Through some clever work by Tim Kasser, Professor and Chair of Psychology at Knox College Illinois, we now know that it’s better to put your energy into the few people you love and cherish the most. Specifically, people who value popularity, and strive to achieve this are less happy, experience more depression and anxiety, have more headaches and are less vital than those who focus on deepening key relationships. And these results are robust. They have been repeated across 15 countries, with people ranging in ages from 10 – 70
Popularity was part of a cluster of extrinsic values Professor Kasser found along with ‘image’ and ‘financial success’. All three of these had the same negative effects on health and happiness. On the positive side, intrinsic values such as personal growth and caring about the broader world went along with ‘affinity’ (deepening strong relationships) as leading to a good life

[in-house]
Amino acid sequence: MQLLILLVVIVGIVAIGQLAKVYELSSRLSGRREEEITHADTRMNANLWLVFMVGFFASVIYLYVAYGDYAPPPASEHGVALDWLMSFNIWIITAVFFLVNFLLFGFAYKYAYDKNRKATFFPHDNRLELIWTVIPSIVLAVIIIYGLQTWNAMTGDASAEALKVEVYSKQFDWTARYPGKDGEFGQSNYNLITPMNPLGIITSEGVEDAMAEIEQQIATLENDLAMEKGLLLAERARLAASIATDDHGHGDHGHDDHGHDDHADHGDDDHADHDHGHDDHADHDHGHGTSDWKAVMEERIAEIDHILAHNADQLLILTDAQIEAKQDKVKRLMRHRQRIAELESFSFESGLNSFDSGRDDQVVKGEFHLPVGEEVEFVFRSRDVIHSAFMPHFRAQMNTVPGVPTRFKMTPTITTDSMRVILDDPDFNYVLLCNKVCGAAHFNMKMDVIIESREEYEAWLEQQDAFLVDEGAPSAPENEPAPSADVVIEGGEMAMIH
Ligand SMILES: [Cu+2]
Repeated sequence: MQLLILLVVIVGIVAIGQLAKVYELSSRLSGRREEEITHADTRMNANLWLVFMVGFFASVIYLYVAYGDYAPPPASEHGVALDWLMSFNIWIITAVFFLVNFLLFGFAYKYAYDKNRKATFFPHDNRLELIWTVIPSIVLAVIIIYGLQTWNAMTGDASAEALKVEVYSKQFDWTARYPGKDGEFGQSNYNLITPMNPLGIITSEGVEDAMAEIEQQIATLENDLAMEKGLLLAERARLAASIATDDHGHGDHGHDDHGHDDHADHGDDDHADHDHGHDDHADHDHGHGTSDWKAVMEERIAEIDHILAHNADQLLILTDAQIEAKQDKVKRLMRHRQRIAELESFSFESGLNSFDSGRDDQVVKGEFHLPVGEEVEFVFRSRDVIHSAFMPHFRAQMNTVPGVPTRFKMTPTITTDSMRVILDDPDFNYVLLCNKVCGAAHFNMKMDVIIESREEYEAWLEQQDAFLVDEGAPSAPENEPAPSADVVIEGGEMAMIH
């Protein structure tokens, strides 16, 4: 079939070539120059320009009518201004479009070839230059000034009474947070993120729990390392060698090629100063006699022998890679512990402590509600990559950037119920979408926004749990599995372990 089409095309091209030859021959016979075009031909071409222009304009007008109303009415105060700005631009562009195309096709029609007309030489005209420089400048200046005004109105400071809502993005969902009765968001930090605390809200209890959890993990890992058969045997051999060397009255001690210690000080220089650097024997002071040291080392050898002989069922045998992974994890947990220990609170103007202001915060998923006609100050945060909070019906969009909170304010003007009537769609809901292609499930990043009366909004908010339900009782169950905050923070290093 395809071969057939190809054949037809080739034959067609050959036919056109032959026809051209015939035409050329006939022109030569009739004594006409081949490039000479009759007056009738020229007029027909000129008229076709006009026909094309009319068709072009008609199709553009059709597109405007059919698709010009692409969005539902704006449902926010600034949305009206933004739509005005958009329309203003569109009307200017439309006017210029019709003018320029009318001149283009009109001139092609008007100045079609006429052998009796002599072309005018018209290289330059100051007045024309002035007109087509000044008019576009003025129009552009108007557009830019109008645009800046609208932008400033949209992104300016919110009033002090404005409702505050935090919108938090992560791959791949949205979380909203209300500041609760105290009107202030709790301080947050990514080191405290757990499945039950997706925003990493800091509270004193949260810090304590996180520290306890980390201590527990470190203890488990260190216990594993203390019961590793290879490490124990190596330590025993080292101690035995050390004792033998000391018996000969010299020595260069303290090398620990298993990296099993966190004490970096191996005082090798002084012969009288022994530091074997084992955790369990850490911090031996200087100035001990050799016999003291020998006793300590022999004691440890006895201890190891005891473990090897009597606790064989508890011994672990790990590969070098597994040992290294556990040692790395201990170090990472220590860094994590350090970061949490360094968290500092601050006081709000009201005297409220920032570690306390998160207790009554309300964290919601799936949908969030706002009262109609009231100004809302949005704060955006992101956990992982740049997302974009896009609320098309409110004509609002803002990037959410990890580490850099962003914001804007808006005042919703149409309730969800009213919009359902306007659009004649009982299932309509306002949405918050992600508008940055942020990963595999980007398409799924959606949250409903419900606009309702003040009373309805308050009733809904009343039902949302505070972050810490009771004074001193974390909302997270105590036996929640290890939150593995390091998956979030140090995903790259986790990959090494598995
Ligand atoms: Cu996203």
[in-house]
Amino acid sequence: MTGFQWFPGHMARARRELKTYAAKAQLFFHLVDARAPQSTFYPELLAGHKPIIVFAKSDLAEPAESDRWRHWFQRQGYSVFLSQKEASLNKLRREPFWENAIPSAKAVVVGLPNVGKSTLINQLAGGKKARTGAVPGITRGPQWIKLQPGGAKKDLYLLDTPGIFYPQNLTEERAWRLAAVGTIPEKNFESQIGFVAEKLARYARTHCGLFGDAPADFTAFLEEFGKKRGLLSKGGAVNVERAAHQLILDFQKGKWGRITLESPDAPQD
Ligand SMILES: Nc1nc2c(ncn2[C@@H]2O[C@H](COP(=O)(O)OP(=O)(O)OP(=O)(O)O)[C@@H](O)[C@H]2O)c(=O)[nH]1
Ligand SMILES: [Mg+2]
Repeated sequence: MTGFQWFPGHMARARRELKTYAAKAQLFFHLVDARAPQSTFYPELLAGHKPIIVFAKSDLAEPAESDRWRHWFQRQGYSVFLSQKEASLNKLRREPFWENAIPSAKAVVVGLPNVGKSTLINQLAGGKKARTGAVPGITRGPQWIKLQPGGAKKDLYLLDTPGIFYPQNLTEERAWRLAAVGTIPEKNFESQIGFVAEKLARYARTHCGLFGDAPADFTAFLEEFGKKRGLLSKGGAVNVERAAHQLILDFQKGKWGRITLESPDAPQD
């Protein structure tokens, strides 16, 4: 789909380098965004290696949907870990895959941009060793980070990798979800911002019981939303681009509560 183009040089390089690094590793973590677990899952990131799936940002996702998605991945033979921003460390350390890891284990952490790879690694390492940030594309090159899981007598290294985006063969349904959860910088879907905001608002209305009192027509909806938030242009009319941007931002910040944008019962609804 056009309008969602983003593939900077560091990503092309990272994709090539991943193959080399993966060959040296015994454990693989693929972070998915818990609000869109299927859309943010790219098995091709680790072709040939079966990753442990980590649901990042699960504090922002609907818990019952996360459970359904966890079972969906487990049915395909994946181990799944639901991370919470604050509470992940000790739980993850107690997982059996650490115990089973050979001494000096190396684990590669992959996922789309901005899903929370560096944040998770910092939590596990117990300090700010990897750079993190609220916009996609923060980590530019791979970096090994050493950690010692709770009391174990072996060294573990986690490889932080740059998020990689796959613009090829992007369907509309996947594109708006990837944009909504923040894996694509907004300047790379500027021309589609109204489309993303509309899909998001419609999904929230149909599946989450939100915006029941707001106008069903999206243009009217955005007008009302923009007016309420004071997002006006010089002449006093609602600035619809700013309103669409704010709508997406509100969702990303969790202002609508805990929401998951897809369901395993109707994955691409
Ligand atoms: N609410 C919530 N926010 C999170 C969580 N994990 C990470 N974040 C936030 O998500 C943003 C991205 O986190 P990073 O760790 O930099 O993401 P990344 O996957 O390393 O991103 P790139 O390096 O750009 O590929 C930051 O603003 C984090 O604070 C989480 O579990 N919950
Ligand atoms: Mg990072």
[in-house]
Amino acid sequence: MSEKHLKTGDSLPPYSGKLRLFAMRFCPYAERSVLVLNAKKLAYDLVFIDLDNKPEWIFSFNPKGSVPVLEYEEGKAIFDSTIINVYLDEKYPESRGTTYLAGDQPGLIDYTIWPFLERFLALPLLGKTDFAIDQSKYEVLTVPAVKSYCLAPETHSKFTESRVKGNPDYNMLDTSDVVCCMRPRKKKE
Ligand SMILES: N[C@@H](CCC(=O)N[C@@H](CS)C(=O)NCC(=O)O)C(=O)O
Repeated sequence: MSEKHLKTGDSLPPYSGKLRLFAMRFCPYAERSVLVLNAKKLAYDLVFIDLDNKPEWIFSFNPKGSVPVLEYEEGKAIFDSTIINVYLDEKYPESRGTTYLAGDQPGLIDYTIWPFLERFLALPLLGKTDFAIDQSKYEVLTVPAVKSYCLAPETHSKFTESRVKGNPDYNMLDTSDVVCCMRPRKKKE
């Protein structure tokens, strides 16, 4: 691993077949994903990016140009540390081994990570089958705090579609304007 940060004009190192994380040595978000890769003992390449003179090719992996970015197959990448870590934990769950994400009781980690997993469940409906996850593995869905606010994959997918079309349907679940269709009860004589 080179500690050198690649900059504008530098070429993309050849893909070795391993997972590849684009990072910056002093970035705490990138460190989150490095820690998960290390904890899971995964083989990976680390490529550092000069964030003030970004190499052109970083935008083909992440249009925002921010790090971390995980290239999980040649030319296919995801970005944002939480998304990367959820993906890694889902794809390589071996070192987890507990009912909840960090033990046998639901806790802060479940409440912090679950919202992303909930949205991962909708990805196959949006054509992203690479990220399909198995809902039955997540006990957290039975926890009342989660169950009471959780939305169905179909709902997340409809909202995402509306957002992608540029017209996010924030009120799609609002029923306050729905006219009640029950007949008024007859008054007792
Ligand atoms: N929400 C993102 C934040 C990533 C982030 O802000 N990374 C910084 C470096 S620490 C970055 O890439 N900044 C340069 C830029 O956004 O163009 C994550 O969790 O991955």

In his classic work on cognitive complexity and social network size, Robin Dunbar found we can only maintain 150 stable social relationships. This has become known as the Dunbar Number. However, Dunbar also noted a pattern in most people’s network: you could split up your 150 into four concentric circles depending on how important they are to you. People tend to have an innermost circle of 5 people to whom they are closest. The next circle of closeness contains 15 people, then 50, then 150. These numbers are remarkably consistent between people
The implication of Kasser’s work is that we’d be better focusing our best attention on our 15 rather than our 150 relationships
Who are your 15?